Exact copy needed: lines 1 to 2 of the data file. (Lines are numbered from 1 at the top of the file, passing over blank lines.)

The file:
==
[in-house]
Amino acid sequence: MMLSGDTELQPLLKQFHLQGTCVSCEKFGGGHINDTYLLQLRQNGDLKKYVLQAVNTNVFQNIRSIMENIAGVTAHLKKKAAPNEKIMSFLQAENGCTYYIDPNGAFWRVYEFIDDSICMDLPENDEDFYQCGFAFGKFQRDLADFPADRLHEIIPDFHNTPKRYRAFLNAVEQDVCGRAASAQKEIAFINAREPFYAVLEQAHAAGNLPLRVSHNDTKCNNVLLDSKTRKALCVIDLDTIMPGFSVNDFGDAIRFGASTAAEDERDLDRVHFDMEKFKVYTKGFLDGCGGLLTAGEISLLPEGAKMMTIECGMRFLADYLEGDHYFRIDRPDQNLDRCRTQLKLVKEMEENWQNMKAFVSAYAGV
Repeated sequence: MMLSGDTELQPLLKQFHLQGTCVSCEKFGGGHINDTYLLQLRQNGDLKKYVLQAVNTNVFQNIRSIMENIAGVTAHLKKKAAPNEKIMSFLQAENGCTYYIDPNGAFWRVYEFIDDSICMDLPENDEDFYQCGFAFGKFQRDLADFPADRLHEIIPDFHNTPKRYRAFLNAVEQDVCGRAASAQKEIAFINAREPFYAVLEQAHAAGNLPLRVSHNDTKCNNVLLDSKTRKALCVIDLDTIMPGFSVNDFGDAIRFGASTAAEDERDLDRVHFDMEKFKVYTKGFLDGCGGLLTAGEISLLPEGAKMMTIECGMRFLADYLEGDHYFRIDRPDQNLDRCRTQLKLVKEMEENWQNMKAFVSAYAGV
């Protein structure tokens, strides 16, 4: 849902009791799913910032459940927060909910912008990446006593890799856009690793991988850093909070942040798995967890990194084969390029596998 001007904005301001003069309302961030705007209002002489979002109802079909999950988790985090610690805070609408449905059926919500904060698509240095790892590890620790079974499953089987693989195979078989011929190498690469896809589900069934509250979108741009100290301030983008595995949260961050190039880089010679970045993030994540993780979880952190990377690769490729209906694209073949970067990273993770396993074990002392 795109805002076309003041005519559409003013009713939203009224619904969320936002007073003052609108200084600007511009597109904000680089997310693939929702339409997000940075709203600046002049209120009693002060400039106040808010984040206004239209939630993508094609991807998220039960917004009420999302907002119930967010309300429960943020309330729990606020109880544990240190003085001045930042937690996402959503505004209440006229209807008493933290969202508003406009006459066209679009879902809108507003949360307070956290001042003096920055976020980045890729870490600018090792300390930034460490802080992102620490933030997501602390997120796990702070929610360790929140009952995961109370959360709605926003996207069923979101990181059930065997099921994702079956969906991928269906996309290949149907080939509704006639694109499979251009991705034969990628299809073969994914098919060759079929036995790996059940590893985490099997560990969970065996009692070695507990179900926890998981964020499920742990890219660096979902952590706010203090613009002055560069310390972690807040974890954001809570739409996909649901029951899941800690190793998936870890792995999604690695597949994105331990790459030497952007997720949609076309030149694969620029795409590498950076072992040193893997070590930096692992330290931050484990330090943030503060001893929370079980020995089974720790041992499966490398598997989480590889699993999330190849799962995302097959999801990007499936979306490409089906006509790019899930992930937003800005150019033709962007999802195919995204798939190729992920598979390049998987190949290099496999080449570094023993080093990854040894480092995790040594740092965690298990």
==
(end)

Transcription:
[in-house]
Amino acid sequence: MMLSGDTELQPLLKQFHLQGTCVSCEKFGGGHINDTYLLQLRQNGDLKKYVLQAVNTNVFQNIRSIMENIAGVTAHLKKKAAPNEKIMSFLQAENGCTYYIDPNGAFWRVYEFIDDSICMDLPENDEDFYQCGFAFGKFQRDLADFPADRLHEIIPDFHNTPKRYRAFLNAVEQDVCGRAASAQKEIAFINAREPFYAVLEQAHAAGNLPLRVSHNDTKCNNVLLDSKTRKALCVIDLDTIMPGFSVNDFGDAIRFGASTAAEDERDLDRVHFDMEKFKVYTKGFLDGCGGLLTAGEISLLPEGAKMMTIECGMRFLADYLEGDHYFRIDRPDQNLDRCRTQLKLVKEMEENWQNMKAFVSAYAGV